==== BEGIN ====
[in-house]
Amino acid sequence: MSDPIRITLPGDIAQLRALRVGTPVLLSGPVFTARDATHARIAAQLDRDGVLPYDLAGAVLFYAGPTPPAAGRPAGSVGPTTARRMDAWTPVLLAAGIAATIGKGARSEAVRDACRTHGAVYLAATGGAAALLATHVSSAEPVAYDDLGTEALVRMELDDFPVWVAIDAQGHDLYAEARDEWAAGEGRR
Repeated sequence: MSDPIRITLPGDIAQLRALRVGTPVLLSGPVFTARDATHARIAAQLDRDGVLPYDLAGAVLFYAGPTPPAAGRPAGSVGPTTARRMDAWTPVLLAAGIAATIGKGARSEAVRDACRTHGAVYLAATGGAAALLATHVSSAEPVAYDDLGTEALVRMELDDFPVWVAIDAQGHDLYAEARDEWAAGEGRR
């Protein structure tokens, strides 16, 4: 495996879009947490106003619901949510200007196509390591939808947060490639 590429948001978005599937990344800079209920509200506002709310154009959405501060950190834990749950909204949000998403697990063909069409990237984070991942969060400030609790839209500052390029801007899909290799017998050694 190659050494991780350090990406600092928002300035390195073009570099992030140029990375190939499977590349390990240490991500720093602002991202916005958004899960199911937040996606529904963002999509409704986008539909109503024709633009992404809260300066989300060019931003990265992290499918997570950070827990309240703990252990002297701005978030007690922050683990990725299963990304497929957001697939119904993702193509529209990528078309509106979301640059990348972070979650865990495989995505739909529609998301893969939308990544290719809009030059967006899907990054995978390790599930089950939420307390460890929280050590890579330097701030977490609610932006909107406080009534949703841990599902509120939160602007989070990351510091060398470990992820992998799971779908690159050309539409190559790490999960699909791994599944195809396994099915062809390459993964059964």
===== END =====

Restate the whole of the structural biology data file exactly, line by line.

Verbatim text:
[in-house]
Amino acid sequence: MSDPIRITLPGDIAQLRALRVGTPVLLSGPVFTARDATHARIAAQLDRDGVLPYDLAGAVLFYAGPTPPAAGRPAGSVGPTTARRMDAWTPVLLAAGIAATIGKGARSEAVRDACRTHGAVYLAATGGAAALLATHVSSAEPVAYDDLGTEALVRMELDDFPVWVAIDAQGHDLYAEARDEWAAGEGRR
Repeated sequence: MSDPIRITLPGDIAQLRALRVGTPVLLSGPVFTARDATHARIAAQLDRDGVLPYDLAGAVLFYAGPTPPAAGRPAGSVGPTTARRMDAWTPVLLAAGIAATIGKGARSEAVRDACRTHGAVYLAATGGAAALLATHVSSAEPVAYDDLGTEALVRMELDDFPVWVAIDAQGHDLYAEARDEWAAGEGRR
């Protein structure tokens, strides 16, 4: 495996879009947490106003619901949510200007196509390591939808947060490639 590429948001978005599937990344800079209920509200506002709310154009959405501060950190834990749950909204949000998403697990063909069409990237984070991942969060400030609790839209500052390029801007899909290799017998050694 190659050494991780350090990406600092928002300035390195073009570099992030140029990375190939499977590349390990240490991500720093602002991202916005958004899960199911937040996606529904963002999509409704986008539909109503024709633009992404809260300066989300060019931003990265992290499918997570950070827990309240703990252990002297701005978030007690922050683990990725299963990304497929957001697939119904993702193509529209990528078309509106979301640059990348972070979650865990495989995505739909529609998301893969939308990544290719809009030059967006899907990054995978390790599930089950939420307390460890929280050590890579330097701030977490609610932006909107406080009534949703841990599902509120939160602007989070990351510091060398470990992820992998799971779908690159050309539409190559790490999960699909791994599944195809396994099915062809390459993964059964």